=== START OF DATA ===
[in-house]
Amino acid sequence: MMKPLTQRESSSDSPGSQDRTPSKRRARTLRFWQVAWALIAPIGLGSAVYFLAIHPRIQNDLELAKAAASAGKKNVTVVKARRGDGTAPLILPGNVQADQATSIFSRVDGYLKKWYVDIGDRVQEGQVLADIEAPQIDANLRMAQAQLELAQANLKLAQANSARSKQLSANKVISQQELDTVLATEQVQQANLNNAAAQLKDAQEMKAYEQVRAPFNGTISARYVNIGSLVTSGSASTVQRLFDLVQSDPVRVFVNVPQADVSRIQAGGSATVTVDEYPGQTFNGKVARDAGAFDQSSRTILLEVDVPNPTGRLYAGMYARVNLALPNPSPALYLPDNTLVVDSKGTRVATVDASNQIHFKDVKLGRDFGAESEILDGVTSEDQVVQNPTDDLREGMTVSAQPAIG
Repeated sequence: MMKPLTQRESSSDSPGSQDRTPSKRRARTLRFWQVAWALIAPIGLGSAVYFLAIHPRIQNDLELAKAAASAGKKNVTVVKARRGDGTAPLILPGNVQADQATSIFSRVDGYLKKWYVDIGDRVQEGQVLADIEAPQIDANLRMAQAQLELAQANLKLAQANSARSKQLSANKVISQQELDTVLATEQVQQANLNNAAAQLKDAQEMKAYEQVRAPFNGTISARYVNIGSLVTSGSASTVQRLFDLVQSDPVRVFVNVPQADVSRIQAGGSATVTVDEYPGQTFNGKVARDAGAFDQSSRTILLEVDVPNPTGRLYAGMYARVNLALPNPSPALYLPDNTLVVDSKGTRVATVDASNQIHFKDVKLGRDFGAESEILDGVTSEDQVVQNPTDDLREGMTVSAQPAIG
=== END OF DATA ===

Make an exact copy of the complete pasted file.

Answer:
[in-house]
Amino acid sequence: MMKPLTQRESSSDSPGSQDRTPSKRRARTLRFWQVAWALIAPIGLGSAVYFLAIHPRIQNDLELAKAAASAGKKNVTVVKARRGDGTAPLILPGNVQADQATSIFSRVDGYLKKWYVDIGDRVQEGQVLADIEAPQIDANLRMAQAQLELAQANLKLAQANSARSKQLSANKVISQQELDTVLATEQVQQANLNNAAAQLKDAQEMKAYEQVRAPFNGTISARYVNIGSLVTSGSASTVQRLFDLVQSDPVRVFVNVPQADVSRIQAGGSATVTVDEYPGQTFNGKVARDAGAFDQSSRTILLEVDVPNPTGRLYAGMYARVNLALPNPSPALYLPDNTLVVDSKGTRVATVDASNQIHFKDVKLGRDFGAESEILDGVTSEDQVVQNPTDDLREGMTVSAQPAIG
Repeated sequence: MMKPLTQRESSSDSPGSQDRTPSKRRARTLRFWQVAWALIAPIGLGSAVYFLAIHPRIQNDLELAKAAASAGKKNVTVVKARRGDGTAPLILPGNVQADQATSIFSRVDGYLKKWYVDIGDRVQEGQVLADIEAPQIDANLRMAQAQLELAQANLKLAQANSARSKQLSANKVISQQELDTVLATEQVQQANLNNAAAQLKDAQEMKAYEQVRAPFNGTISARYVNIGSLVTSGSASTVQRLFDLVQSDPVRVFVNVPQADVSRIQAGGSATVTVDEYPGQTFNGKVARDAGAFDQSSRTILLEVDVPNPTGRLYAGMYARVNLALPNPSPALYLPDNTLVVDSKGTRVATVDASNQIHFKDVKLGRDFGAESEILDGVTSEDQVVQNPTDDLREGMTVSAQPAIG